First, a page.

The Year of Indigenous Tourism in Australia has thrown up a challenge
to Aboriginal and Torres Straits Islanders that goes beyond the impact
of the Covid-19 pandemic on the nation’s events industry.
There is a great variety of indigenous tourism product out
there—everything from dot-painting workshops at Ayers Rock Resort in
Central Australia to a guided tour of traditional Aboriginal camping
grounds at Melbourne’s Royal Botanical Gardens, to a snorkelling tour of
the Great Barrier Reef in Queensland that explores the ancient
relationship between Indigenous culture and local marine life.
The challenge is to place authentic product before the eyes of event
organisers that goes beyond the Aboriginal didgeridoo “Welcome to
Country” ceremony that opens many international conferences in
The Northern Territory has claims to be the Australian leader in the
Aboriginal and Torres Strait Islander tourism sector with Aboriginal
ownership of approximately 50 per cent of the territory’s land and
around 84 per cent of its coastline.
But while there is a wealth of opportunity to provide visitors to the
Northern Territory with traditional Aboriginal tourism
experiences—including jumping crocodile and corroboree billabong
cruises—research indicates that there is a gap between the market demand
for, and supply of, Aboriginal cultural experiences in the territory.
The Northern Territory Aboriginal Tourism Strategy 2020-2030, backed
by a AU$400,000 (US$285,585) investment to support Aboriginal-owned
tourism businesses, aims to drive better planning and marketing of the
sector to promote future sustainable Aboriginal tourism growth.
Rebecca McCaig, director of Northern Territory Business Events, says
the level of engagement with indigenous product varies according to the
type of business event and the programme content. “However, the majority
will include a Welcome to Country at the commencement of the event,
which is delivered by a traditional owner of the land on which the event
is taking place.
“Examples of other cultural activities include bush tucker
excursions, dot-painting workshops, presentations on Aboriginal cuisine,
artworks and traditions as well as cultural performances.”
Business Events Australia cites the Tourism Australia-approved
Discover Aboriginal Experiences operation as a reference point for event
organisers seeking authentic indigenous tourism product.
“Each member represents Australia’s various Aboriginal cultures with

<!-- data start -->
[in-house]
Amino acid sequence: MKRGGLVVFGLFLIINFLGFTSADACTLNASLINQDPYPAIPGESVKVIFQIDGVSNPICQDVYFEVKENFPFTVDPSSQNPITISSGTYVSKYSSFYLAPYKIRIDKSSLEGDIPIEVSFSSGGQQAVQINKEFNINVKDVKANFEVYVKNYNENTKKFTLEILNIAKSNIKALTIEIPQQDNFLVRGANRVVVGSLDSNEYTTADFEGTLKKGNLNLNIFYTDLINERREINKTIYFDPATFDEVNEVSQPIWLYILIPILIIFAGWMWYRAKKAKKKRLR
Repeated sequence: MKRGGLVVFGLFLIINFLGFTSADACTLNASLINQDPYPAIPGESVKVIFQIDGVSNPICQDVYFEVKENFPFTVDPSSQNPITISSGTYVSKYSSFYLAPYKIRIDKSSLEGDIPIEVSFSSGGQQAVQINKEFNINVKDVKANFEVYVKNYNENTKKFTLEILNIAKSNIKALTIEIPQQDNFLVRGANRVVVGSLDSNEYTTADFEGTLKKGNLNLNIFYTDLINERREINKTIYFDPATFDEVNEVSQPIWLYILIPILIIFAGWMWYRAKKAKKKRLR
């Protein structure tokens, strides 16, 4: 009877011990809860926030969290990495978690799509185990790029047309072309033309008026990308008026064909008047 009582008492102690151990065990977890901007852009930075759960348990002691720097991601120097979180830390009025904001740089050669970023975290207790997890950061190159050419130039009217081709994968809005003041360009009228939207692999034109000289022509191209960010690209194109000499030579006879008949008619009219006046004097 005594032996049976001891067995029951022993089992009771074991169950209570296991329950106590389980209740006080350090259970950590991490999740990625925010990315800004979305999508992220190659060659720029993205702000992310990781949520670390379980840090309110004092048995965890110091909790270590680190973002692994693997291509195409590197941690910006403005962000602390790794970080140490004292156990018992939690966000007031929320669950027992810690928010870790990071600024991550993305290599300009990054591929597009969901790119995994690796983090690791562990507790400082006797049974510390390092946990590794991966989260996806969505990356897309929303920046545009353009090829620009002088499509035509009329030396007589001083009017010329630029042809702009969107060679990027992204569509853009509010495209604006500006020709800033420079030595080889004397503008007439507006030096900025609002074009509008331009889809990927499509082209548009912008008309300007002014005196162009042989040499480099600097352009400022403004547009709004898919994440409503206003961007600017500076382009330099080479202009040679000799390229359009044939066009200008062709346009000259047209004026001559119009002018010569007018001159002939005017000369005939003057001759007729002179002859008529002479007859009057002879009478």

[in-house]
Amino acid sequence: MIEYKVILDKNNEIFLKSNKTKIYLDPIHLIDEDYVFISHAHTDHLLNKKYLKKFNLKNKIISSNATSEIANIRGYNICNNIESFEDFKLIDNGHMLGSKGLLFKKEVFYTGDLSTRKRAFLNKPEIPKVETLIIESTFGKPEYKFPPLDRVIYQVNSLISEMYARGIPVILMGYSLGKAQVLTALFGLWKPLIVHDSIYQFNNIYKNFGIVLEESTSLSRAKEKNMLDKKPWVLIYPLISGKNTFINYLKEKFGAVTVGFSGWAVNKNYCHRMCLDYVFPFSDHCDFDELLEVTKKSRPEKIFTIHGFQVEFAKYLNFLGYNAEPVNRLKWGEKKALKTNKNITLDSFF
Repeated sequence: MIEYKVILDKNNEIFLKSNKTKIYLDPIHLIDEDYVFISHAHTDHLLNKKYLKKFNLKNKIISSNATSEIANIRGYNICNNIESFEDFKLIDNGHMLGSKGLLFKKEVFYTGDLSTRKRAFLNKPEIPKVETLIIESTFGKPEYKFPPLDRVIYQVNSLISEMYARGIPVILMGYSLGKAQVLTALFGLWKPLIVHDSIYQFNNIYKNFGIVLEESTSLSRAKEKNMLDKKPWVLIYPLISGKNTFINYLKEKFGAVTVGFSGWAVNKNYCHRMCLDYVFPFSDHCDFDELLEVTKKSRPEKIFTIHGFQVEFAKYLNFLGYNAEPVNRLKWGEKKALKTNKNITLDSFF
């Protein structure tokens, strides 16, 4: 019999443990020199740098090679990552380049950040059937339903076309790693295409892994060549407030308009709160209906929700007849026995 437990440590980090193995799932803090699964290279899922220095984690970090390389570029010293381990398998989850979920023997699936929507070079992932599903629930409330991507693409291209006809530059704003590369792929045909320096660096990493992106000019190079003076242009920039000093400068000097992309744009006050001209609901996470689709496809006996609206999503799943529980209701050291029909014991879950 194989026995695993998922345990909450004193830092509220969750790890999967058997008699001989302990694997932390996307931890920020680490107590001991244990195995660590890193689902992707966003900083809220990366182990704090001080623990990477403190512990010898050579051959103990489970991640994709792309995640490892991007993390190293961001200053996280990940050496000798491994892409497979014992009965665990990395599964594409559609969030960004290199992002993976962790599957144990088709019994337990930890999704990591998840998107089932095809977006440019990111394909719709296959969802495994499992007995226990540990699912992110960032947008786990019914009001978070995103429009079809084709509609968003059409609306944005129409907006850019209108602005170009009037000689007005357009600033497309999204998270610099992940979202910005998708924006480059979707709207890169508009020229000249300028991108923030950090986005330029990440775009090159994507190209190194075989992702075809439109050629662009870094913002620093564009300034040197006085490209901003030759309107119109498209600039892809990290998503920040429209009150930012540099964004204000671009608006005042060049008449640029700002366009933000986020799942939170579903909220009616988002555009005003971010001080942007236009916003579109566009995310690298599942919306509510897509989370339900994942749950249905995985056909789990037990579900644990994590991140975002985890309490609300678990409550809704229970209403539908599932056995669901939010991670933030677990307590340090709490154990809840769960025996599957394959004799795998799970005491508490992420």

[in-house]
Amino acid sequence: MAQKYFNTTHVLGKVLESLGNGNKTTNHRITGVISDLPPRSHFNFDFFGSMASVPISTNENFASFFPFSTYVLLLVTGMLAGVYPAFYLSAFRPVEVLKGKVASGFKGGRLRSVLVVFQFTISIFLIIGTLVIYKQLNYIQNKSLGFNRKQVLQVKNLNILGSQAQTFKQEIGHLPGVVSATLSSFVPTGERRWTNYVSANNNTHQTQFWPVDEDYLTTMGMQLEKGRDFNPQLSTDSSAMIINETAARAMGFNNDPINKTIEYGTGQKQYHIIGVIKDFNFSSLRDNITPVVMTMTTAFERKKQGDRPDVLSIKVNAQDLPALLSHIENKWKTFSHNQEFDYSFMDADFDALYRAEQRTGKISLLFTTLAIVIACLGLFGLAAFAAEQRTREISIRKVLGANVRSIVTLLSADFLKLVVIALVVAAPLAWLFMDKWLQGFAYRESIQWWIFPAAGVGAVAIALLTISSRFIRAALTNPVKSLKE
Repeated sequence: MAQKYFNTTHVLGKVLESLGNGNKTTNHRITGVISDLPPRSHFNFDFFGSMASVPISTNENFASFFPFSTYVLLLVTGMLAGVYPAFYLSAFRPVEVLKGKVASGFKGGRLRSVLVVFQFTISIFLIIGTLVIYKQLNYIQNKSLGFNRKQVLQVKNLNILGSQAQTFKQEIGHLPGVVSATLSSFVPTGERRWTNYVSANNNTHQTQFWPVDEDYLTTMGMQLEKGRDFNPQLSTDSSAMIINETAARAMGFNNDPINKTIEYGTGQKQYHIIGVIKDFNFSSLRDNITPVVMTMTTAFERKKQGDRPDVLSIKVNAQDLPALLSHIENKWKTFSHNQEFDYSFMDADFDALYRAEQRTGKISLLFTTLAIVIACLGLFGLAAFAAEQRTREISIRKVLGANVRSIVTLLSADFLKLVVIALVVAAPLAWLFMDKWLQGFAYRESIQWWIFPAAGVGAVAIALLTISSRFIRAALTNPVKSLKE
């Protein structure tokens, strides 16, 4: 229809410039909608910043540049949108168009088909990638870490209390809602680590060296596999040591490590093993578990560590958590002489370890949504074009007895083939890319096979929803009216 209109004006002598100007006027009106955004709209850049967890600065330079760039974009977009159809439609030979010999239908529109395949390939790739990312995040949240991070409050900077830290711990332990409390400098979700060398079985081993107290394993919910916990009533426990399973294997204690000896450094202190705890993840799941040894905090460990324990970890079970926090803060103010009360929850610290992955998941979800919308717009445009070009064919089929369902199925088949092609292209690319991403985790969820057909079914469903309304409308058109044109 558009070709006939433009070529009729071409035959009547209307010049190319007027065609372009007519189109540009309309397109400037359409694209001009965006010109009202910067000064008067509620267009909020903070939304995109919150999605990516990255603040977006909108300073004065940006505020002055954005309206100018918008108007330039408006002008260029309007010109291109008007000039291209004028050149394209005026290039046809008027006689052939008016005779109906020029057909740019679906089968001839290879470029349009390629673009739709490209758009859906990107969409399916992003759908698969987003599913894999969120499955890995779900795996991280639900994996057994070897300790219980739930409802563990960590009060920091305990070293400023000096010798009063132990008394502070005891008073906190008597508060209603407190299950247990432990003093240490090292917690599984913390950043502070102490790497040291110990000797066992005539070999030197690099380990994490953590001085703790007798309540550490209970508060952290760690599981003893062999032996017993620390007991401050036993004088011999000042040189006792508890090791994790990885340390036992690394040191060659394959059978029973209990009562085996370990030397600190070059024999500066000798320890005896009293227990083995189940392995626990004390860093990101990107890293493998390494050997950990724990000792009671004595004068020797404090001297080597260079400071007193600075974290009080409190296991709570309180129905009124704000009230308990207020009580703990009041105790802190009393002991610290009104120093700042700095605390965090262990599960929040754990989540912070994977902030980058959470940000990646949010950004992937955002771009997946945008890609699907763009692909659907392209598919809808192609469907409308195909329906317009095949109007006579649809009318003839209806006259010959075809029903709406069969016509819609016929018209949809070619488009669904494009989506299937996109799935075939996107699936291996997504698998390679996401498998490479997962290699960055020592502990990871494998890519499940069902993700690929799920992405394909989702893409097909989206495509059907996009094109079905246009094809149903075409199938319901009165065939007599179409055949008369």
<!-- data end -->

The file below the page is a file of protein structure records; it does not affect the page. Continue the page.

integrity and authenticity,” says Penny Lion, executive general manager
events at Tourism Australia. “All tours are run by Aboriginal guides
who, as owners of the stories they share, offer a means of connecting
groups with Australian places and cultures.”
Margret Campbell runs Dreamtime SouthernX Tours and although she had
had to reduce her staff from 10 to one due to the impact of Covid-19 on
visitor numbers to Sydney, she believes taking her product online will
help to draw business back to where it was pre-coronavirus.
“I had a request from a school in China for a video of one of my
tours, so I think online is a place where I have to be in the future,”
Coinciding with the extension of the 2020 Year of Indigenous Tourism
through 2021, Queensland has established a fund to support unique and
innovative Indigenous tourism products and experiences, including
events, particularly in regional areas.
Queensland tourism minister Kate Jones says the new Indigenous
Tourism Sector Analysis report, released by Tourism and Events
Queensland, has revealed more than 420,000 visitors take part in an
Indigenous tourism activity every year.
“It proves just how important Indigenous tourism will be to the
future of the whole industry in Queensland. Cultural experiences will be
integral to a resurgence in international tourism as the recovery kicks
in following Covid-19,” Jones adds.
“From Gab Titui Cultural Centre on Thursday Island in the Torres
Strait and the renowned Tjapukai Aboriginal Cultural Park north of
Cairns, to the incredible natural setting of Jellurgal Aboriginal
Cultural Centre at Burleigh Heads on the Gold Coast and a host of new
experiences being developed with the Quandamooka people on Minjerribah,
Queensland is the best place for tourists to discover Australia’s
More than 80 unique Aboriginal groups are represented in New South
Wales and with such cultural diversity available New South Wales offers
you some of the most accessible and remarkable Aboriginal experiences in
Tourism Western Australia, host sponsor for the World Indigenous
Tourism Summit (WITS) being held in Perth in 2021, offers Camping with
Custodians, an Australian-first initiative that involves the development
of high-quality campgrounds on Aboriginal lands which are open to the
public and operated by the community.
Visitors have the chance to stay on Aboriginal lands and to meet and
mix with Aboriginal people with the fees they pay for their
accommodation staying in the community.
For the participant communities, Camping with Custodians creates
income, employment, training opportunities and the chance to showcase
local lifestyle and culture.